As the Anxiety Kicks In

The anxiety rushes over me like a title wave. Every sound and movement around me sends my heart racing. I feel a strong urge to get away, far away – what am I running from?

I try to shake it off, searching for something to distract myself with. After all, I know that I’m in no actual danger. The crazy is all in my head.

People around me do not seem to notice that I’ve gone someplace else, drifting far away into my mind. I’m still and quiet, keeping my silent torment all to myself.

If they knew what was happening to me they’d stare or try to help. More than anything I want to be alone. Trying to talk or interact only makes things worse.

Keeping my breaths slow and relaxed takes nearly all of my focus. The rest of my energy is used up trying to  anchor myself to the ground, fighting a strong urge to run.

Where would I go if could run? To a dark quiet room without any people – anywhere with a locking door and soothing lighting.

I like the dark. When I was a child the sun outside and florescent light bulbs in commercial buildings hurt my eyes. They still do. Being undiagnosed, I was often chastised for my whining. Apparently normal people didn’t have the same complaints that I did.

Reading and writing are relaxing and help to ease my anxiety (that’s why I’m writing now, because I know I will feel better by the time I’m finished).

Writing is one of my lifetime special interests.  I’ve had many interests over the years. When I am doing my current “thing” I am happy and all my troubles melt away.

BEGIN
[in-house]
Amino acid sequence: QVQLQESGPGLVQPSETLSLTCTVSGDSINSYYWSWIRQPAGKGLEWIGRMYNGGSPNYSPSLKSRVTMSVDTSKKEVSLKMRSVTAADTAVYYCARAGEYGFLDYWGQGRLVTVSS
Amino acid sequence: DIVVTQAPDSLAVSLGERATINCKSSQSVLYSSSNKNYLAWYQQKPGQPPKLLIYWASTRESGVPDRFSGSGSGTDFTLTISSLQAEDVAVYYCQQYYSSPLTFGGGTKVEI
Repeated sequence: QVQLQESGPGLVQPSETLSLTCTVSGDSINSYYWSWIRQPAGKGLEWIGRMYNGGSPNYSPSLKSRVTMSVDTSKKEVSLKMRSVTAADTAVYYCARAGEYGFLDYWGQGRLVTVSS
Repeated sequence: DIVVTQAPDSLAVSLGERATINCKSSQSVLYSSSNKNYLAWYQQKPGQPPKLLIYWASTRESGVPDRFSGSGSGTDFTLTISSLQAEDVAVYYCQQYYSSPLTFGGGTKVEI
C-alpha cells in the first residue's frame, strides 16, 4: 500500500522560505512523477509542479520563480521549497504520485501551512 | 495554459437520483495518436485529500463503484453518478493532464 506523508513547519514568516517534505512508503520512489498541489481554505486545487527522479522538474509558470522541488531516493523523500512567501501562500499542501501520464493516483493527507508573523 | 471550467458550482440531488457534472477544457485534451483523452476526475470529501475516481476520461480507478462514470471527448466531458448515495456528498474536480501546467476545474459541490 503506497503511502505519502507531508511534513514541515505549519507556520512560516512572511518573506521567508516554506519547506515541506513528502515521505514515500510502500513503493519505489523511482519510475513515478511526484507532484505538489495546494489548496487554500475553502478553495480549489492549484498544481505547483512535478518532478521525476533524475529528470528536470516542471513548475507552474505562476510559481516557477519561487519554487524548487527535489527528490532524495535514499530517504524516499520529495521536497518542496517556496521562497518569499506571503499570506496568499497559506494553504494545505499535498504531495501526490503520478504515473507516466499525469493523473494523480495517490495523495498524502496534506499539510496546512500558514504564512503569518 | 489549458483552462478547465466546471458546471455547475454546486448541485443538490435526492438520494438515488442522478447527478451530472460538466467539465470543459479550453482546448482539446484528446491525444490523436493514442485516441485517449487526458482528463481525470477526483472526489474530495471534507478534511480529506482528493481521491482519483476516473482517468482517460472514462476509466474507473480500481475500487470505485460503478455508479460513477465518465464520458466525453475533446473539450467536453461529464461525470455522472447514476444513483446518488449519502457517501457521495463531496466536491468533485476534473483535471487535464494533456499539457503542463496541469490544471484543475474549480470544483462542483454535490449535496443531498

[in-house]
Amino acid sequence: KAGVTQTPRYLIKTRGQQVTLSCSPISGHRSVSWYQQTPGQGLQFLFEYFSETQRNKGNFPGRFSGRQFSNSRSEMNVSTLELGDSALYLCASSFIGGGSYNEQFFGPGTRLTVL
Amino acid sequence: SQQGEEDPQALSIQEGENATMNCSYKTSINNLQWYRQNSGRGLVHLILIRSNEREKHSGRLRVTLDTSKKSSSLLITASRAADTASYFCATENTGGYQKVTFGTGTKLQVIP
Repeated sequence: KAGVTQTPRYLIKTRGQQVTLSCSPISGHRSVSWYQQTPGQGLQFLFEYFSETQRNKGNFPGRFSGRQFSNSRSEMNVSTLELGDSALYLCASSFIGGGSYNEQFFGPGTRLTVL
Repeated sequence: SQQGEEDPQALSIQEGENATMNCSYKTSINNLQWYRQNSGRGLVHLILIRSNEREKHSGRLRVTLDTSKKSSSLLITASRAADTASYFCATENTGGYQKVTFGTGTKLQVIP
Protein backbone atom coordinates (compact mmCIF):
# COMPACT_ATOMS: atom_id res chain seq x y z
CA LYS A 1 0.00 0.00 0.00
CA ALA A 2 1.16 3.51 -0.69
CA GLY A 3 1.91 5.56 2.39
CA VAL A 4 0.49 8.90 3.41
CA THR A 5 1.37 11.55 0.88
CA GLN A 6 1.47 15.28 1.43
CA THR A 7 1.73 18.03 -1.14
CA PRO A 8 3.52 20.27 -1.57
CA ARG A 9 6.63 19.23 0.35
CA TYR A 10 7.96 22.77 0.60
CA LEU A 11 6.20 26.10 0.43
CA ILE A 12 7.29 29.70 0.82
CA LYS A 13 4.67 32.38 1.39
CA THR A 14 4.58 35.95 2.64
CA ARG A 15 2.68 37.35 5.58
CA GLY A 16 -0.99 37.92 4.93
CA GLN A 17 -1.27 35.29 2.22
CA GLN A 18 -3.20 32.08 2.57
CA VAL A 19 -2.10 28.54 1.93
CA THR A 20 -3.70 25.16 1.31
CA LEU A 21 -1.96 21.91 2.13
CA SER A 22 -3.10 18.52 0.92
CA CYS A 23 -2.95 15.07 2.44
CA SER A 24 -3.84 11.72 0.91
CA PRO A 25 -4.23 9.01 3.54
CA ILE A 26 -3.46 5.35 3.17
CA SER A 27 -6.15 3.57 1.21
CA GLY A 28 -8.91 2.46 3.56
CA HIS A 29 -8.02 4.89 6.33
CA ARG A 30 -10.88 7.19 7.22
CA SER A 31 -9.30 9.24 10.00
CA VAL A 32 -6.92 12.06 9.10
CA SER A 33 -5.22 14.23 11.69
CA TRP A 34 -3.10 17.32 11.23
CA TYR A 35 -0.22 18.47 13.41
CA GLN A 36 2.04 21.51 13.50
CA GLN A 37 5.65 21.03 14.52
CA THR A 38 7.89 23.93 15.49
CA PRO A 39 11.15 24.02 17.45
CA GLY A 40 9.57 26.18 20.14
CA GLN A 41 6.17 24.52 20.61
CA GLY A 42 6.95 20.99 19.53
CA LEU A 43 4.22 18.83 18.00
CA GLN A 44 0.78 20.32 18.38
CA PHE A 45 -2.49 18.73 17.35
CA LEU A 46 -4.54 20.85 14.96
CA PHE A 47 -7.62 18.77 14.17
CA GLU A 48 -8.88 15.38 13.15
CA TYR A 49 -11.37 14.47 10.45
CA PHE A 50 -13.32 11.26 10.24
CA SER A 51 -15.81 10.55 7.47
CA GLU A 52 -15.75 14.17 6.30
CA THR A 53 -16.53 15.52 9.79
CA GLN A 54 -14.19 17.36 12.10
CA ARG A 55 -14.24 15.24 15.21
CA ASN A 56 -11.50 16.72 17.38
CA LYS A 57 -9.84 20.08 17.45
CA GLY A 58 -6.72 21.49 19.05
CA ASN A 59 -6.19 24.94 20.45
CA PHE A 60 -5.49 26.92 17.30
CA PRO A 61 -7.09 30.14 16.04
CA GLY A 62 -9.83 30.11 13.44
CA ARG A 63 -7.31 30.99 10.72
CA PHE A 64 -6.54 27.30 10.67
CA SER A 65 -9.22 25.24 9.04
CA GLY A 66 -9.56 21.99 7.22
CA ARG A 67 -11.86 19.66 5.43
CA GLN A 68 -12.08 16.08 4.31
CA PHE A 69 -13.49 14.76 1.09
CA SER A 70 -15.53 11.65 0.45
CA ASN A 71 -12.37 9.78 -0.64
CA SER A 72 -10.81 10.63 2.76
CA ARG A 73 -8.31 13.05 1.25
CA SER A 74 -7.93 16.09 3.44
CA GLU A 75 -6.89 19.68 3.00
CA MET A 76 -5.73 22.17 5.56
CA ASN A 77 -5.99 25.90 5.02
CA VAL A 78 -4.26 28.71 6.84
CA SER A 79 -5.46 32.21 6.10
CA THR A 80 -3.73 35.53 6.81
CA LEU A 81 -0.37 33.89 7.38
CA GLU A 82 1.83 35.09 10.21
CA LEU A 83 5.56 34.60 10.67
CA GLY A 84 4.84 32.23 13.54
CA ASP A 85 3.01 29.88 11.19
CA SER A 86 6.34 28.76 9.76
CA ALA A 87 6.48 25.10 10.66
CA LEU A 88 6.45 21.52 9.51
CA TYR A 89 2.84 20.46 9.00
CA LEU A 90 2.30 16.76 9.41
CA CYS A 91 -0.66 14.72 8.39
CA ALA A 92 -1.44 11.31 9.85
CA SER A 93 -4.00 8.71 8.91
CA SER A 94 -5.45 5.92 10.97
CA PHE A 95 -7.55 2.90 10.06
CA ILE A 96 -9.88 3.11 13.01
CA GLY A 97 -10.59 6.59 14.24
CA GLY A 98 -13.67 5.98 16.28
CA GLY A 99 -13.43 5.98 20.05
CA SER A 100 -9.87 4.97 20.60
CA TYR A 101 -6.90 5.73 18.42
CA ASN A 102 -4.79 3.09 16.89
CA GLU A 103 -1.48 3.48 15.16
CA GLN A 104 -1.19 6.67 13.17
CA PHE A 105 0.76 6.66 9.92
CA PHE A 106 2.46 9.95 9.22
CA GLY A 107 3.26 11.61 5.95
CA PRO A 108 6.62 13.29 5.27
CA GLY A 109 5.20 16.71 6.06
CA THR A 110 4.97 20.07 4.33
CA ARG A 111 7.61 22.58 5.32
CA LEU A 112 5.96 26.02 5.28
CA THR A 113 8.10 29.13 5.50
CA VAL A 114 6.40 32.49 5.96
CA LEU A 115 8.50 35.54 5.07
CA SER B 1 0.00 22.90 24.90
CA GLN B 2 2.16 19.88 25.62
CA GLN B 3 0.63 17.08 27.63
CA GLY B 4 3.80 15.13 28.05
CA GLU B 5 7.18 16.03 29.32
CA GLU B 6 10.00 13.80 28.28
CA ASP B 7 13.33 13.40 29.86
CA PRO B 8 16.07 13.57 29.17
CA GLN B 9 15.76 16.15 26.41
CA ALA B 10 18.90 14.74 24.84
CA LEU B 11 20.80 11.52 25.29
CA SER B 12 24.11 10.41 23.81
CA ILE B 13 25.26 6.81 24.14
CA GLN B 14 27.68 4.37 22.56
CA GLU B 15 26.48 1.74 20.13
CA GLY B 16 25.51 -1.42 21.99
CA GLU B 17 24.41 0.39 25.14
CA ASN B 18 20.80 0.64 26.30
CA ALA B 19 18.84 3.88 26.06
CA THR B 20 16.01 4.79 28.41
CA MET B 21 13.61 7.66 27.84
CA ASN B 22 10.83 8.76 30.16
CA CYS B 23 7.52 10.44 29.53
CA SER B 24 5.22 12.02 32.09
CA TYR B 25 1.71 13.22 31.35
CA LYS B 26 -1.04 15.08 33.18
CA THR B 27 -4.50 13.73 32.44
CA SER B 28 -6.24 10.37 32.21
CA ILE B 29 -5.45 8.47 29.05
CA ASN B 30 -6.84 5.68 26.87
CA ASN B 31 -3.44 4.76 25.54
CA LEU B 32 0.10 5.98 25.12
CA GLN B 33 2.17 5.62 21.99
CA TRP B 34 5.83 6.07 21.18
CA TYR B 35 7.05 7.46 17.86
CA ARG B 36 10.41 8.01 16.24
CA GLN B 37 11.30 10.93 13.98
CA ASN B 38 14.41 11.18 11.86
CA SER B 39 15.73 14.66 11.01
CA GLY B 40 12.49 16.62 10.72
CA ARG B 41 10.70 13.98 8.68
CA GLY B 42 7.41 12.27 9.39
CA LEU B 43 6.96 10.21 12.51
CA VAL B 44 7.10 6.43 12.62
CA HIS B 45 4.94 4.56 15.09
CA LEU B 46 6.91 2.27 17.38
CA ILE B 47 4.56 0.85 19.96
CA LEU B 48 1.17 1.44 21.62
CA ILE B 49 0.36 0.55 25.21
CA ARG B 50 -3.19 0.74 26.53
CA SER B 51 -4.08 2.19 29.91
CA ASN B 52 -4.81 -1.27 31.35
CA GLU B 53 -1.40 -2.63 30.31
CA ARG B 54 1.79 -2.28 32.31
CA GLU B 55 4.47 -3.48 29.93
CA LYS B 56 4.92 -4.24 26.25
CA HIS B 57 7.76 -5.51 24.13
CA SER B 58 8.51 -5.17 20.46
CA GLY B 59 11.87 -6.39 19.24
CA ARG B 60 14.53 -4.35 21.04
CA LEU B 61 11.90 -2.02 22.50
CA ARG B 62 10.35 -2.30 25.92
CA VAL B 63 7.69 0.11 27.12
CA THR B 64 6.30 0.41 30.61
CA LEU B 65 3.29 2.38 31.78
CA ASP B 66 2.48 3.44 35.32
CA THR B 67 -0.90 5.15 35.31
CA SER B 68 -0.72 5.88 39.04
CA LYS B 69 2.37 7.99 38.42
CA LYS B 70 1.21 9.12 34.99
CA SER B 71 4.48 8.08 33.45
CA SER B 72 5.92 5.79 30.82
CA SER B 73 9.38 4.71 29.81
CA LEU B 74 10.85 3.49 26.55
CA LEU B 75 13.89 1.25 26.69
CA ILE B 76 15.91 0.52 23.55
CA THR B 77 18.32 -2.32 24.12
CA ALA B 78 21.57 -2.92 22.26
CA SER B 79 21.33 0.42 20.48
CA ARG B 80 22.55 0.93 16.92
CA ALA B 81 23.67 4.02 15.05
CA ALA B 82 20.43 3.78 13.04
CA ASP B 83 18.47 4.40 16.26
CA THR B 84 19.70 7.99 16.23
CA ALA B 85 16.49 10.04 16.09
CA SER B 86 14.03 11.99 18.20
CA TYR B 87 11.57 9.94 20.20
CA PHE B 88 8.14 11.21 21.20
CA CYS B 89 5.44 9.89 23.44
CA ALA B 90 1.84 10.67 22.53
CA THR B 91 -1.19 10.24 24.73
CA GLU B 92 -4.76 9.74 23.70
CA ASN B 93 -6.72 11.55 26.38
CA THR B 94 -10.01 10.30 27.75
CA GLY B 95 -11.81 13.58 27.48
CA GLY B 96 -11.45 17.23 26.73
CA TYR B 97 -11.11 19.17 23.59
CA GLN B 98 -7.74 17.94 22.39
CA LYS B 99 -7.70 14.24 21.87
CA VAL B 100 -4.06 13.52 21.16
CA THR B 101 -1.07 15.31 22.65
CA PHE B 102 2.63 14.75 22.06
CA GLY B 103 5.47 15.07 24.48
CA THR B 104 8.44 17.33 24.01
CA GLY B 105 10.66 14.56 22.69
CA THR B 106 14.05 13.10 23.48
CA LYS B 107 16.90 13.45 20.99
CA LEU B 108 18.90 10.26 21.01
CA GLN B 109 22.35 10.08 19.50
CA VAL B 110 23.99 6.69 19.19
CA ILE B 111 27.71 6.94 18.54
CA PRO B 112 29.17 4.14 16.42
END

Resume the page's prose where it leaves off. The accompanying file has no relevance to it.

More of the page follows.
Sometimes, when the anxiety and darkness are really bad, all I can do is my favorite thing. I cling to it, like a person grasping onto a life preserver beside a sinking ship.  It keeps me afloat, distracts me from what is uncomfortable, and gives me focus on something good.

My ability to hold things in came from a mother who was not very understanding when I tried to explain my feelings. She couldn’t relate to my struggles and always told me to toughen up, deal with it, and stop complaining. So that’s what I did.

I learned to keep my feeling to myself, learned to blend in with a crowd, learned to be tough.

As a teenager my inability to express myself would often leave me exploding like a violent volcano. I knew I could not act that way at school or in front of my parents, so I kept it in. Sometimes I felt so angry that all I wanted to do was throw or break something but I held back, at least until I was alone – most of the time.

The older I get the less and less of a volcano I seem to become. Now my eruptions have shifted to implosions. I fold into myself, running away, sometimes crying or hiding in my bed. I don’t yell, scream, or hit things – not any more.

Shutting down is far less destructive when you are trying to stay Anonymously Autistic as the anxiety kicks in.

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21 thoughts on “As the Anxiety Kicks In”

  1. I really love reading your work. Not only do I find myself relating to many of the things you write (I have begun to wonder if I am somewhere on the spectrum), but I am always searching for a new way to relate to my son, who is severely autistic. I’m glad your hiatus wasn’t too long. Welcome back. 🙂

    Liked by 2 people

  2. I completely understand everything in this post. I’ve felt and experienced all of it. I am not autistic, at least never been diagnosed, lol….but my son is. I found your blog through my wife’s, “speakingincursive”.

    I hope you continue to write. It is so helpful and valuable to others.

    Liked by 1 person

  3. I really like this piece. I am not autistic, I am bipolar with a panic disorder and I understand what it’s like to hide how you are feeling to try to appear as normal as possible.

    This is a wonderful blog that will help many people.

    Liked by 1 person

  4. Very wise. I can very much relate to what you say here. And I understand about being invisible. Being inviolate in oneself, as you seem to be trying to do, is a smart way to go.
    All the best to you,
    Steve

    Liked by 1 person

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